日前英國財政大臣Gordon Brown委託前世界銀行首席經濟學家史登（Nicholas Stern）爵士進行關於氣候變化之經濟衝擊的一項研究評估報告指出，目前如不採取行動來緩和氣候變化，則所造成之損害成本將會高出許多；亦即越早行動越有可能減少未來損害的成本，而且如果排放減量政策設計良善，減量成本將處於可控制範圍內，史登估計全世界需投入全球國內生產毛額百分之ㄧ，否則未來將多付出5倍至 20倍以上的代價來彌補。
According to the recent report on the economics of climate change by former World Bank chief economist Sir Nicholas Stern, commissioned by British Chancellor of the Exchequer Gordon Brown, if no action is taken now to mitigate climate change, the costs from the resulting damages would be much higher; therefore, early action could reduce the costs of damages in the future. If emissions reduction policies were well designed, the reduction costs would be manageable. Stern estimates that the world need to spend about 1% of global GDP now, or pay for the costs that would be 5 to 20 times in the future.
The recent worldwide release of the movie "The Inconvenient Truth" has triggered large response. Former U.S. Vice-President Al Gore raised the shocking scenario of the Greenland ice sheet possibly melting within the 21th Century, not only sinking many island and coastal countries, but also inundating the state of Florida and major cities such as New York and Shanghai. At the same time, large amount of freshwater would enter the North Atlantic Ocean and interfere with the thermohaline circulation, possibly bringing the world into a little Ice Age that would last hundreds of years. These are the focus of some major international scientific journals in recent years, as well as the 2007 Intergovernmental Panel on Climate Change (IPCC) Fourth Assessment Report, assessing the worrisome impacts of global warming in the future.
Taiwan is an island country situated between the Asian continent and the Pacific Ocean, an area sensitive to the impacts of climate change, directly affecting the hydrology, water resources, agricultural production and water use, public health and ecology of the entire island. Research has shown that in recent years, the average river flow in Taiwan is becoming more extreme, with more flow during wet season and less flow during dry season, and the occurrence of dengue fever in southern Taiwan is gradually moving north. Furthermore, our vulnerable environment faces the problems of typhoons and storms every year. We urgently need to be concerned with how to lower risks and damages, and that is how to reduce the impacts of climate change on Taiwan and to prepare well for adaptation.
According to the statistics of Germany's Munich Re, global economic losses from climate-related disasters totaled about US$204 billion in 2005, twice that of 1998, and insurance losses reached a historical high of US$92 billion. Of the total, Hurricane Katrina caused financial losses of more than US$125 billion and insurance losses of US$60 billion. According to our insurance industry statistics, insurance losses from typhoons and flooding in Taiwan rose from NT$27 million in 2003 to NT$1.267 billion in 2005, an increase of 47 folds.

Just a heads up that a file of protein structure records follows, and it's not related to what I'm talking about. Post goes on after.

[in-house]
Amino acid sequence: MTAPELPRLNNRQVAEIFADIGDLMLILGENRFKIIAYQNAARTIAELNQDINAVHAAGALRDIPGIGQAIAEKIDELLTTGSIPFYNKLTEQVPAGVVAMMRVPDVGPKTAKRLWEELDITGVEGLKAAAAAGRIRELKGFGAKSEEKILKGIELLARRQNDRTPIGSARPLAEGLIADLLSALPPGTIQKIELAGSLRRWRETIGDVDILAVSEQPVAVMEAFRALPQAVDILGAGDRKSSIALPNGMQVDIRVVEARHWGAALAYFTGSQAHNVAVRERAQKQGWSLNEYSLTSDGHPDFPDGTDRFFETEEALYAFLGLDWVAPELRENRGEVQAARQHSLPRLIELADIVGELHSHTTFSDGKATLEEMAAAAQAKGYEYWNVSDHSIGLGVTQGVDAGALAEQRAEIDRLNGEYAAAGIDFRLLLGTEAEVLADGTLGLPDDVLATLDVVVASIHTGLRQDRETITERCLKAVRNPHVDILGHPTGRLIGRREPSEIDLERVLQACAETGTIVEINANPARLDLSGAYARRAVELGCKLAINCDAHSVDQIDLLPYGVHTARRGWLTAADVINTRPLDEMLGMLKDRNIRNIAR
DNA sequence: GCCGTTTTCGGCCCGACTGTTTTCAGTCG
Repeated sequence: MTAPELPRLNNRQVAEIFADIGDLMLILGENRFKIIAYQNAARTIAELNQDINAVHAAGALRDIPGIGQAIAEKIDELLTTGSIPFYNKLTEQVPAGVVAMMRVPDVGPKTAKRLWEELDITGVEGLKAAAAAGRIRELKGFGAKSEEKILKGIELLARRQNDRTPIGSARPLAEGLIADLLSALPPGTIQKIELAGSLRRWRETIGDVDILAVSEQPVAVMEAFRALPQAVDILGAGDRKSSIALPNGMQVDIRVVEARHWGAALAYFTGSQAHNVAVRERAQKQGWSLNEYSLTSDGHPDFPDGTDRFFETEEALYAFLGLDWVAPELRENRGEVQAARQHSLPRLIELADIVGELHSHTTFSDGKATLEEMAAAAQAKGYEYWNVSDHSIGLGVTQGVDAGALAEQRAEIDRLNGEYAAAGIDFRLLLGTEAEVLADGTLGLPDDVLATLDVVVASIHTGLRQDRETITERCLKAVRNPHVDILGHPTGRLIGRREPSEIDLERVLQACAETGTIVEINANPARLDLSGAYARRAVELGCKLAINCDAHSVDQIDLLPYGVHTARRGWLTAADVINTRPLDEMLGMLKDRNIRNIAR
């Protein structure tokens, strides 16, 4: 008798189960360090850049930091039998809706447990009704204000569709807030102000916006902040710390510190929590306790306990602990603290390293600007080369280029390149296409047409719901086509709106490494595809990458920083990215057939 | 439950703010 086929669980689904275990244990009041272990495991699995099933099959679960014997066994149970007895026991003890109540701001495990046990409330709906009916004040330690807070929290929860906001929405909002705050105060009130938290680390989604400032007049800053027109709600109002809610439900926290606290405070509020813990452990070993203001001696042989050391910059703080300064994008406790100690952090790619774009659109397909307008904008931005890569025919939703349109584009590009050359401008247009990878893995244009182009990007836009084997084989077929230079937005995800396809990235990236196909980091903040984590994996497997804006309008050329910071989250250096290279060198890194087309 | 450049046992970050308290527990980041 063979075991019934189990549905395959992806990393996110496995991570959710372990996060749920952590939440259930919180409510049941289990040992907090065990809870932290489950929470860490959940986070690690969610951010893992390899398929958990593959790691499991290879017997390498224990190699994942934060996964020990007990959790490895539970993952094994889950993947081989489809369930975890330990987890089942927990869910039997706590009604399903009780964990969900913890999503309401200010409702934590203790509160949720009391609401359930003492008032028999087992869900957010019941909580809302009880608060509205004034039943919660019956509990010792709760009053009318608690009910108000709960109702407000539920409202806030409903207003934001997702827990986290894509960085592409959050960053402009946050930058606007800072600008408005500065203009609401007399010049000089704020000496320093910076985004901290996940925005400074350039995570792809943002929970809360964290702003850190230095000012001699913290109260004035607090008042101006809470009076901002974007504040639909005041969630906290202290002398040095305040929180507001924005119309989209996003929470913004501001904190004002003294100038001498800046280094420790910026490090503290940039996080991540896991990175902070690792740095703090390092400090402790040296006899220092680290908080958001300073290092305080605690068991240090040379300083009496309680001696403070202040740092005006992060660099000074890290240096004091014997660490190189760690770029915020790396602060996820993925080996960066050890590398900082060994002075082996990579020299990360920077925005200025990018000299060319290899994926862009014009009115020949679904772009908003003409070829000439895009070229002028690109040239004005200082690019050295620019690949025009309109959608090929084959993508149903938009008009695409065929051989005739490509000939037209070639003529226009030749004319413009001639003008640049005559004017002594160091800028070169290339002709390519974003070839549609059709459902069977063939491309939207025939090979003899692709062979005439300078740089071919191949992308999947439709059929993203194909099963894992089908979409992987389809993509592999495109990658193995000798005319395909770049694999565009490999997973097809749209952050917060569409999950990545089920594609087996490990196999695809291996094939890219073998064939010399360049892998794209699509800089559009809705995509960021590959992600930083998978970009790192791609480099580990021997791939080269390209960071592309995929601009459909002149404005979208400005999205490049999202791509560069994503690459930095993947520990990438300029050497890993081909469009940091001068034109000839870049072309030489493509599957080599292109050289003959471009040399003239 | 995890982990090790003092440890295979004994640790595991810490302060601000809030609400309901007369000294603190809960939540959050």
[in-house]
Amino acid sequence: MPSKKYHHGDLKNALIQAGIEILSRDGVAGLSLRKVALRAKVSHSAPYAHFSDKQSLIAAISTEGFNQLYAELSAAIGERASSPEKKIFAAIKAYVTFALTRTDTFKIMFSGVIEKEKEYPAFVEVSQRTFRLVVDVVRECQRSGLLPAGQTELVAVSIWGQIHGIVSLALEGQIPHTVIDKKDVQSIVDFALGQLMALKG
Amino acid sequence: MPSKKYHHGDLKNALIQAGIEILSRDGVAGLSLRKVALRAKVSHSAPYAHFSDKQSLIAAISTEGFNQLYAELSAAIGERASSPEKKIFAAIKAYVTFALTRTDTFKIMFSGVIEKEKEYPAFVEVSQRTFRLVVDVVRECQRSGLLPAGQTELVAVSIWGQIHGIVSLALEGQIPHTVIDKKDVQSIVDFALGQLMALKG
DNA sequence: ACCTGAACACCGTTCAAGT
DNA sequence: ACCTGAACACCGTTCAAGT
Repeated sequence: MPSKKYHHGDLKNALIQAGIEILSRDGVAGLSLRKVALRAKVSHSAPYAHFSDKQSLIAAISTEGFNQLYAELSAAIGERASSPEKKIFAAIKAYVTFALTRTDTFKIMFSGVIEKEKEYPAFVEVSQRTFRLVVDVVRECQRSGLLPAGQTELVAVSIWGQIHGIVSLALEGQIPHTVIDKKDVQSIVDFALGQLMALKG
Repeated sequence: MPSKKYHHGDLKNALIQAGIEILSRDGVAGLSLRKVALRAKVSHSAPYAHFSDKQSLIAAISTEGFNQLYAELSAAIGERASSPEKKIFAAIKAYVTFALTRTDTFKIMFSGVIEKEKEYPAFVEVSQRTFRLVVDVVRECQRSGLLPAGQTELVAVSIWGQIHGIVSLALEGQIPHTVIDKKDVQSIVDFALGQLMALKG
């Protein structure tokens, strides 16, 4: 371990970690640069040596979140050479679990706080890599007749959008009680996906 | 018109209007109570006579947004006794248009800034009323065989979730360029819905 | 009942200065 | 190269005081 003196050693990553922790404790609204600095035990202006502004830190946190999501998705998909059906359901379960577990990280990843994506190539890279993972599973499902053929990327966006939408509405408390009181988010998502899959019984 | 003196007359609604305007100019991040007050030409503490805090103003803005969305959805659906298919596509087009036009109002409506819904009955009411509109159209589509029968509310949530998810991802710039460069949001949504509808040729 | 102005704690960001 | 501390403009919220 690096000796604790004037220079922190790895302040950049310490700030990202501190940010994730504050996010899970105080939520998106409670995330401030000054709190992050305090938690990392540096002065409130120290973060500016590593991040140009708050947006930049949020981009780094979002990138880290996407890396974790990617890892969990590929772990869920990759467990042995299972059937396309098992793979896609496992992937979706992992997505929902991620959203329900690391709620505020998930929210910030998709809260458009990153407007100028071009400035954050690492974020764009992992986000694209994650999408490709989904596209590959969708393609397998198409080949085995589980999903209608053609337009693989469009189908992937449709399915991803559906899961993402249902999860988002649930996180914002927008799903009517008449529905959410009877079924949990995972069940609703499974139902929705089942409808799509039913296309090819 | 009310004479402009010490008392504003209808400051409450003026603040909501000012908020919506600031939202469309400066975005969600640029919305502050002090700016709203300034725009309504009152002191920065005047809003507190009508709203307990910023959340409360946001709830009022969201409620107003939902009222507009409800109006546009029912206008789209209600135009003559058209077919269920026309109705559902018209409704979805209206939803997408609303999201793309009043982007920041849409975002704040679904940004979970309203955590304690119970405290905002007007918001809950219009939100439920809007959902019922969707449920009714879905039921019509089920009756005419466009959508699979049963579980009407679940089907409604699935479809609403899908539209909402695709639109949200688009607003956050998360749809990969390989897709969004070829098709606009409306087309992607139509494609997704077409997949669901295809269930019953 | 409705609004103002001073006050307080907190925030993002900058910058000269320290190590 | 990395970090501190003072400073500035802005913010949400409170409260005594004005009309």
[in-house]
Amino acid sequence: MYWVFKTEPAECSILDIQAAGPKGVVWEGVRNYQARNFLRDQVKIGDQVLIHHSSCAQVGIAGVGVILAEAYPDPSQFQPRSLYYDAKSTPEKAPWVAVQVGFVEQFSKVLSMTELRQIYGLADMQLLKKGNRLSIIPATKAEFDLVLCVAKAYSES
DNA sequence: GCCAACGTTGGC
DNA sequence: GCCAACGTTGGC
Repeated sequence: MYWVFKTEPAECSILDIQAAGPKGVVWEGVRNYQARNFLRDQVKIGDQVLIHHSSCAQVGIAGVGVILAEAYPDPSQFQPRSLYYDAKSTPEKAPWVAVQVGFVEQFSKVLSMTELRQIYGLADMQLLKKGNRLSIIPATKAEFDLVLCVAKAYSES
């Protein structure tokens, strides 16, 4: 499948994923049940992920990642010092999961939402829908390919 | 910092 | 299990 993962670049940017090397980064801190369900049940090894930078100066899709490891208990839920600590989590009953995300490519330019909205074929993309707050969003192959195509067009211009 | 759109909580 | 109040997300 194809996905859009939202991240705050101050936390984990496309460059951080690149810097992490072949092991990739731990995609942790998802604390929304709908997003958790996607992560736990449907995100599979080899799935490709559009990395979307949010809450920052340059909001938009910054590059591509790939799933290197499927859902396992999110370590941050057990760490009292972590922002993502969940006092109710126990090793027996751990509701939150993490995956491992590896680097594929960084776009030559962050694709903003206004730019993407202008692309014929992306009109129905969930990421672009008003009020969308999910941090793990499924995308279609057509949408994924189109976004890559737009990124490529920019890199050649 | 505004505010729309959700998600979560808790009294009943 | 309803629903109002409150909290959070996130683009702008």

We can feel more and more climate change and need to spend more on climate change prediction modeling and more budget on adaptation strategies. We need to more aggressively develop and improve climate warning systems, such as typhoon, drought, floods, and landslide warning systems, as well as promote a national disaster prevention system. We need to focus more on economic impacts and adaptation, and this is the direction of our long-term efforts.
Since the entry into force of the Kyoto Protocol in February 2005, countries worldwide have started dialogue and action on mitigating climate change and reducing greenhouse gas emissions. In response this global environmental issue, Taiwan convened the National Energy Conference, National Sustainable Development Conference, and Conference on Sustaining Taiwan’s Economic Development, in order to review our energy policy and greenhouse gas reduction strategies, and the Executive Yuan also passed the draft “Greenhouse Gas Reduction Act”. In accordance with the spirit of the United Nations Framework Convention on Climate Change (UNFCCC), Taiwan will mitigate climate change and reduce greenhouse gases with cost-effective and least-cost methods and pursue sustainable development.
Taiwan EPA indicates that the principles of the draft Greenhouse Gas Reduction Act include: common but differentiated responsibility, preventing climate change with cost-effectiveness, and pursuing sustainable development. Since efforts to reduce greenhouse gases cannot be done in one step, the Act provides gradual promotion of reduction: adjusting reduction potential, such as increasing energy efficiency and developing renewable energy, implement industrial greenhouse gas accounting and reporting, and greenhouse gas efficiency indicator management, then move toward a cap and trade scheme. The Act will serve as a bridge between domestic integrative policy-making mechanism and international cooperation, in order to reduce uncertainty in policy-making, and through the legislation process, to show our position and determination to promote greenhouse gas reduction.
Taiwan EPA emphasizes that due to Taiwan's unique international status, we still are not able to become a member of the United Nations, and thus cannot sign the UNFCCC and the Kyoto Protocol. However, as an island country, Taiwan cannot avoid the impacts of climate change, and if we do not proactively promote greenhouse gas reduction today, we will regret it tomorrow.